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This  blog is about Integration Gateway (IGW) in SAP Mobile Platform 3.0 (SMP).

The Integration Gateway component allows to expose backend data as an OData service, where some concrete data sources are supported  more or less automatically

Since SMP SP09, a new data source has been introduced: the “Custom Code” data source, that gives the developer more freedom to access different data sources.

In the first 3 blogs, we’ve done some exercises to write some code that provides hard-coded dummy data.

In this current blog, I’d like to share another sample code, to showcase how Integration Gateway can be used to expose any data in a freestyle way.

It is just meant to give you another idea to play around with this feature, without using a complex backend data source.

In this example, we’re using some data that is present in the runtime environment, so we don’t have to care about connections and so on to receive data.

As a prerequisite, you should have checked the introduction to the “Custom Code” data source here.

1. The OData model

For our example, we’ll create a simple scenario:

Our OData service will provide a list containing all request Headers that are accessible during runtime from the script.

Don’t ask for which purpose we do that 😉 it is just an example.

It’s just some data that is accessible from our project without additional effort.

And we offer a function import that returns the amount of all headers.

This function import could serve as a workaround while $count is not supported.

The OData model looks like this:

Bind data source

The Entity Set “HeaderSet” and the Function Import “getHeaderCount” are both bound to the data source “Custom Code”.

2. Implement the custom code

First, we’ll implement the getFeed() method in order to have a working OData service providing some payload.

We’ll ignore the other operations

Then we’ll implement the function import.

2.1. getFeed(message)

When the Integration Gateway component invokes our script, it passes some necessary information to us, including the headers.

Headers are used to carry information along with HTTP requests, therefore they are relevant for Integration Developers.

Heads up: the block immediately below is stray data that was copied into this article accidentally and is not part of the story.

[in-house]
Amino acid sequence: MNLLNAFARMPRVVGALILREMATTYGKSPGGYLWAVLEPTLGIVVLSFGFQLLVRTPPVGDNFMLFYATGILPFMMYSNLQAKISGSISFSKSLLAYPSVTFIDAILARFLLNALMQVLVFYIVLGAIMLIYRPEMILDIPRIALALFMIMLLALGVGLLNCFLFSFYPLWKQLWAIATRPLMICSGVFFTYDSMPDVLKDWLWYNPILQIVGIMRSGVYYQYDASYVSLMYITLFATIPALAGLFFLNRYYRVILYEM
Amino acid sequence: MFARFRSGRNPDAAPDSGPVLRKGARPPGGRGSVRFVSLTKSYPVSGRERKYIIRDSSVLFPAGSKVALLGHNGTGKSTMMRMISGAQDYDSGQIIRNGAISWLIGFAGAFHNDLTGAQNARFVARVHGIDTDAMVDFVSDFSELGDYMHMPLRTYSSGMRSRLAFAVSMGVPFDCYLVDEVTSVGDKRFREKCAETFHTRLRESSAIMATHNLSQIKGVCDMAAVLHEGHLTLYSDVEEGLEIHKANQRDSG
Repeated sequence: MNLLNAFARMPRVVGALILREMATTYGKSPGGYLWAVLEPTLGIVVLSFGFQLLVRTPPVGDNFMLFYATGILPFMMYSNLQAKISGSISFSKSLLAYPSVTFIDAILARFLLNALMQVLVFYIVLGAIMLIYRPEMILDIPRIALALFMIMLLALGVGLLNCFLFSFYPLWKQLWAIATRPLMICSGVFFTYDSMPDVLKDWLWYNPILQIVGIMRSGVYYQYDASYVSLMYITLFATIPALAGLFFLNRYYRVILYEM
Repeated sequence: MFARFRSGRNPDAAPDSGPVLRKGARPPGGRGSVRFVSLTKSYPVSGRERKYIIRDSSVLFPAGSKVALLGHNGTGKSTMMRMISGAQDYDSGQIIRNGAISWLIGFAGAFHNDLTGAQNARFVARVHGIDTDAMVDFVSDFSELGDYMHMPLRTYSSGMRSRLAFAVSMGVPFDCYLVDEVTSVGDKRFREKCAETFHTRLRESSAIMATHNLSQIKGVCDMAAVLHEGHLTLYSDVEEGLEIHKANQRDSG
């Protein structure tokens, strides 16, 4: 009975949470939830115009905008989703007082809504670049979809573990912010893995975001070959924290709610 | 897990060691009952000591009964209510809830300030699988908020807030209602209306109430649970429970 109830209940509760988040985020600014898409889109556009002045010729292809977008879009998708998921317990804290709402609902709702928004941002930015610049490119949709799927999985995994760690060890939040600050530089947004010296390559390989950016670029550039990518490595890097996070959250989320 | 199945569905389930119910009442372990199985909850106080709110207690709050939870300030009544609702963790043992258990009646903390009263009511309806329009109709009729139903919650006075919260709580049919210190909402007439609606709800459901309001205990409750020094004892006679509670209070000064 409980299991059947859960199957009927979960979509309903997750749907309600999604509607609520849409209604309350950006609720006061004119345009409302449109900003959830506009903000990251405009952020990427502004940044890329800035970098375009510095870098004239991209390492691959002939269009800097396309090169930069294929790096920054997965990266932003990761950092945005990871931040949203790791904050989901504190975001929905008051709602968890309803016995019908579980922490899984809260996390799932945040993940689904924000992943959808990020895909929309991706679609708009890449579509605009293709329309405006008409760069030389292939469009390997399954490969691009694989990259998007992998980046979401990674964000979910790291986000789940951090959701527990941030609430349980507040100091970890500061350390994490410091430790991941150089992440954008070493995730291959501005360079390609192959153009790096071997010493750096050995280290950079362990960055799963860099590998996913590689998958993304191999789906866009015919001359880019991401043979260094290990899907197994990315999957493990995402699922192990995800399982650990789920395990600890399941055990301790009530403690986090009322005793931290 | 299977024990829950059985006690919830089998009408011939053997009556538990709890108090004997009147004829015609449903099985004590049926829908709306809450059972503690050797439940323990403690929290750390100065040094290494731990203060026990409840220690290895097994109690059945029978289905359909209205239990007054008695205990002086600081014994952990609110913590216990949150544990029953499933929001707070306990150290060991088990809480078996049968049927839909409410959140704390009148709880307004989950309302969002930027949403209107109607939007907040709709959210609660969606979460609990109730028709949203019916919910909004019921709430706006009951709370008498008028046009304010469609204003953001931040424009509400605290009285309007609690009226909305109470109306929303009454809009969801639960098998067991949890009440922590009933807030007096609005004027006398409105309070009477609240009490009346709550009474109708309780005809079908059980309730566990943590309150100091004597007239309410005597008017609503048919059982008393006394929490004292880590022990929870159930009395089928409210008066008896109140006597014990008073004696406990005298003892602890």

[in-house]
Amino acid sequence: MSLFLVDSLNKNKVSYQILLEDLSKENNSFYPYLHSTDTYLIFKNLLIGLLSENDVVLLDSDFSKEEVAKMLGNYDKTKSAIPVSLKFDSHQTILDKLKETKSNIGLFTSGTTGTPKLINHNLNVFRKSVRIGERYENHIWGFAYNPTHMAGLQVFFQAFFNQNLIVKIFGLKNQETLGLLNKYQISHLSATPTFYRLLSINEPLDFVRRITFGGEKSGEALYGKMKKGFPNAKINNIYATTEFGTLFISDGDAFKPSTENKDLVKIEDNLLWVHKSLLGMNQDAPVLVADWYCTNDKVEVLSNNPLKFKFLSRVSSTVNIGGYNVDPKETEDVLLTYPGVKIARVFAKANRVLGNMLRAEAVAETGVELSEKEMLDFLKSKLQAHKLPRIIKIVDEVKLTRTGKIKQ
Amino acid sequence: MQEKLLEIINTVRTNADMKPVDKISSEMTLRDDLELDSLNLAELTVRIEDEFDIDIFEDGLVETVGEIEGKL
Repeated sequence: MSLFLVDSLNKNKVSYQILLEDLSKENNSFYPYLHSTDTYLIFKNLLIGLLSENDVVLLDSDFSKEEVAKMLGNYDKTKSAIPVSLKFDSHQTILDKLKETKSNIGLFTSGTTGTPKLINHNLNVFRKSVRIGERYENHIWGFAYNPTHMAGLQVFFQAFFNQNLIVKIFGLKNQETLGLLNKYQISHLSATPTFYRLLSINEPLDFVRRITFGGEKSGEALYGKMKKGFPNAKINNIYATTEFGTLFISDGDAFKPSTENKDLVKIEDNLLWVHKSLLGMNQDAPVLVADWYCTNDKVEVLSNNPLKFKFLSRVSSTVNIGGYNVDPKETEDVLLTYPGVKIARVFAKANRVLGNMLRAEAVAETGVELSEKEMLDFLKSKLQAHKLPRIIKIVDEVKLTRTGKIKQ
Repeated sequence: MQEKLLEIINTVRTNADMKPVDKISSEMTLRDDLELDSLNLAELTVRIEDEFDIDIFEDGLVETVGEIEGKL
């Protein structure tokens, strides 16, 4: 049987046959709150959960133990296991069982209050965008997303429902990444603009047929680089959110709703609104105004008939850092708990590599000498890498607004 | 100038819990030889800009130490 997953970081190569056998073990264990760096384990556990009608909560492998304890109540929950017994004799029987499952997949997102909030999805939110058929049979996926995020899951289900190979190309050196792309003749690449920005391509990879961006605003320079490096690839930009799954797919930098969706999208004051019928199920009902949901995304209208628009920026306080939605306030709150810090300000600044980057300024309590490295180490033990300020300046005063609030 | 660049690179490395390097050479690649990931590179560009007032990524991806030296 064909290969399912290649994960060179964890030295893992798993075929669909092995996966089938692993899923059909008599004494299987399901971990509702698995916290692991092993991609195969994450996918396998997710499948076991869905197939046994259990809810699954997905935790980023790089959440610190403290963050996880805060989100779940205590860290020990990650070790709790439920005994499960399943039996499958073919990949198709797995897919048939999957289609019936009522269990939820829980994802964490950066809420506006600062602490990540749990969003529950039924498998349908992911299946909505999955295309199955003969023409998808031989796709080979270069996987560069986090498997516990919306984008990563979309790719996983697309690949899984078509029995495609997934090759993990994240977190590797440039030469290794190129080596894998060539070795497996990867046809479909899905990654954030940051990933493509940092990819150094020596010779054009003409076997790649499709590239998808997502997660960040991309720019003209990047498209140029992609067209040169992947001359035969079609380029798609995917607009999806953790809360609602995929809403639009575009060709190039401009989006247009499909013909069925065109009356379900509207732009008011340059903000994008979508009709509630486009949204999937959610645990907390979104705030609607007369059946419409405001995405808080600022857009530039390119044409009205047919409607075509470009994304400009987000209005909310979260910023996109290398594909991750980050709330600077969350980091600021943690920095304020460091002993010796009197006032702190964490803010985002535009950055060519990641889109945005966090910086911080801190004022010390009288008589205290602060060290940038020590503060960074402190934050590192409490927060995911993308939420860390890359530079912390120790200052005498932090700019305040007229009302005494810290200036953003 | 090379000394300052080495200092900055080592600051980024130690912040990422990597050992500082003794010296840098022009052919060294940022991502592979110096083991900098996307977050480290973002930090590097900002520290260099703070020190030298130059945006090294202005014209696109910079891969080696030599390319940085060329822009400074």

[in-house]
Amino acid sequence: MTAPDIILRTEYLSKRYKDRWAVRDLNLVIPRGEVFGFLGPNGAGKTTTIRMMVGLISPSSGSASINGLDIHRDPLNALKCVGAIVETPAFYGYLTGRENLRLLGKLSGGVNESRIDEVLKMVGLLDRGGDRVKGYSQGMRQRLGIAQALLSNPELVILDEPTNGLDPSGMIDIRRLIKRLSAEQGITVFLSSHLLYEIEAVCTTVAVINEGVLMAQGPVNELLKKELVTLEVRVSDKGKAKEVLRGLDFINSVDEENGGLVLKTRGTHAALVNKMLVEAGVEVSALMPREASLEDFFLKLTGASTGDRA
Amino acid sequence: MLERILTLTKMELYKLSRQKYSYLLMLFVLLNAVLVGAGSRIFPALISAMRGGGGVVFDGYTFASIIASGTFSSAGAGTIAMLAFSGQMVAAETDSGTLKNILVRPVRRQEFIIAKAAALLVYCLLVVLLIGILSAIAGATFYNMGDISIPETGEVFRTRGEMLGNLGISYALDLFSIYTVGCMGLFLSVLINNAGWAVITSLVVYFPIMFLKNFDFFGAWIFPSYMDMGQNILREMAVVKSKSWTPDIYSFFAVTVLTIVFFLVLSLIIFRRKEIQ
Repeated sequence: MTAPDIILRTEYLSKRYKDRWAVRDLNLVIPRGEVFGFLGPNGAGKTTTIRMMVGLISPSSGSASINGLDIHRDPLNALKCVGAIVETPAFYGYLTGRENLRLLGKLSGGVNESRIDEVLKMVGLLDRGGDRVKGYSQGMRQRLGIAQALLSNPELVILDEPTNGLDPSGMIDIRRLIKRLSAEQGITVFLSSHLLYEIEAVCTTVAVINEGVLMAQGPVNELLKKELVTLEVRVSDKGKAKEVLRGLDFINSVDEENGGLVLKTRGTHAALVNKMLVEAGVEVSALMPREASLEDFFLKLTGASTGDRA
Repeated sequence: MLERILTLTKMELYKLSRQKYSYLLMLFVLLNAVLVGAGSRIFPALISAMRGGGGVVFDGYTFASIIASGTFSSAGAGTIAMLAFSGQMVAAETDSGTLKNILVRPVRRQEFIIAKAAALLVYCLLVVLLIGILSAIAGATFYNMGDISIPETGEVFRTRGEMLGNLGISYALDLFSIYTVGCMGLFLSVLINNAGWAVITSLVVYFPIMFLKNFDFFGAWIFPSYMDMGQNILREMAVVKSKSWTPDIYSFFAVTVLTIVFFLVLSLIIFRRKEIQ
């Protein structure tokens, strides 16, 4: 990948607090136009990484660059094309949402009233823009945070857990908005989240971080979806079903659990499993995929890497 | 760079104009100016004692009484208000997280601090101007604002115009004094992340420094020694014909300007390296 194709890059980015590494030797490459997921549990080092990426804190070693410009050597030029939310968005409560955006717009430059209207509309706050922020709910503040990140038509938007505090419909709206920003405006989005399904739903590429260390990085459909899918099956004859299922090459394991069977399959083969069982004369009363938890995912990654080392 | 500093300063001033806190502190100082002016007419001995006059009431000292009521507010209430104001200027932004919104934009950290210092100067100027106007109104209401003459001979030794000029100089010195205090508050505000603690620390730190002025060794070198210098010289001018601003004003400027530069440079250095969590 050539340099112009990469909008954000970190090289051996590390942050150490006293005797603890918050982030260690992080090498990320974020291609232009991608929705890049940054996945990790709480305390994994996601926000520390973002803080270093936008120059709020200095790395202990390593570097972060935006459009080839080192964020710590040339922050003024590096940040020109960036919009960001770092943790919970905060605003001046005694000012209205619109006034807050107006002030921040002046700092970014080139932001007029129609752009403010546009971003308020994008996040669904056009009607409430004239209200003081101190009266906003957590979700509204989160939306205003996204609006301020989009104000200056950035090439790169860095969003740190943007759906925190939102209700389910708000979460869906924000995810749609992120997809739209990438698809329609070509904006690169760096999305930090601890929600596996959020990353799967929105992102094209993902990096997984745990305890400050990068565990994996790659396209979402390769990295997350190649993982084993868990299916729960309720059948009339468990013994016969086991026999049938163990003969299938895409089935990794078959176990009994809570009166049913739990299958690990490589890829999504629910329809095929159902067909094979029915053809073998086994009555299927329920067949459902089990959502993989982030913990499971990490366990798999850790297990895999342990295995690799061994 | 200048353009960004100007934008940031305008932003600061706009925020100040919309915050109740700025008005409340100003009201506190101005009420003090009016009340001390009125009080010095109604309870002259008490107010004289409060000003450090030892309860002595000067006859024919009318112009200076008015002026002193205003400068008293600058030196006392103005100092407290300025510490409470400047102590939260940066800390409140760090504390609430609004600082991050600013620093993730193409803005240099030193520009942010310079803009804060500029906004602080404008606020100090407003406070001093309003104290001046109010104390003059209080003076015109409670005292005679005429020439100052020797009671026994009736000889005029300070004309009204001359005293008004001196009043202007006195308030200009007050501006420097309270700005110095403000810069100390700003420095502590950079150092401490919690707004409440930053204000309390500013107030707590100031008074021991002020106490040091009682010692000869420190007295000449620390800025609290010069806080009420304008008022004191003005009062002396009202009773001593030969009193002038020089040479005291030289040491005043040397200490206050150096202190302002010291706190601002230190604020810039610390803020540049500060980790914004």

So the service we’re creating in this tutorial will make your dreams come true;-)

In our script, we access the headers as usual, then we put them in a map and provide them as list.

When invoking our OData service, we’ll be able to see all headers that are accessible in the “Custom Code” data source.

The code:


function getFeed(message){
    importPackage(java.util);
    importPackage(java.lang);
    var responseList = new ArrayList();
    // add the headers that are passed from the FWK
    var headersMap = message.getHeaders();
    addMapToList(headersMap, responseList);
    // now add the headers that are sent by the user or by the browser
    var odataContextHeader = headersMap.get("odatacontext");
    if(odataContextHeader){
        var outsideHeaders = odataContextHeader.getRequestHeaders();
        addMapToList(outsideHeaders, responseList);
    }
    message.setBody(responseList);
 
    return message;
}
function addMapToList(headersMap, responseList) {
    if(! headersMap){
        return;
    }
    var it = headersMap.keySet().iterator();
    var id = responseList.size();
    while (it.hasNext()) {
        id++;
        var headerKey = it.next();
        var headerValue = headersMap.get(headerKey);
    
        var headerType = null;
        var headerValueString = null;
        if(headerValue){
            headerValueString = headerValue.toString();
            headerType = headerValue.getClass().getCanonicalName();
        }
        // build the map for the OData entity
        var responseMap = new HashMap();
        responseMap.put("ID", Integer.toString(id));
        responseMap.put("Name", headerKey);
        responseMap.put("Value", headerValue);
        responseMap.put("Type", headerType);
    
        responseList.add(responseMap);
    }
}


Note that the sample code contains 2 methods, the first one is the callback method that is generated by Eclipse, the second one is a helper method that is used by us.

The URL to invoke:

https://localhost:8083/gateway/odata/SAP/<MYSERVICE>/HeaderSet

Our implementation also takes user headers into account, this means you can use a REST client to invoke the HeaderSet (GET request) and specify some additional headers.

They will be added to the response payload of our service.

2.2. Function Import

The function import that we’ve defined in our model can be invoked with a GET request and it will provide the total amount of accessible headers as an integer value in the payload of the response.

If the function import has a return type, the return value has to be set to the message object in the correct type.

In our simple example, we’ve designed the return type as Edm.int16, so we have to return an integer.

The code looks as follows:


function processFunctionImport(message){
    importPackage(java.lang);
 
    // the FWK headers
    var headersMap = message.getHeaders()
    var size1 = headersMap.size();
 
    // add the user headers
    var size2 = 0;
    var odataContextHeader = headersMap.get("odatacontext");
    if(odataContextHeader){
        size2 = odataContextHeader.getRequestHeaders().size();
    }
 
    message.setBody(new Integer(size1 + size2));
  
    return message;
}

The URL to invoke:

https://localhost:8083/gateway/odata/SAP/<MYSERVICE>/getHeaderCount

Again, you can use a REST client to invoke the Function Import and specify some additional headers, to see how the count result reacts to it.

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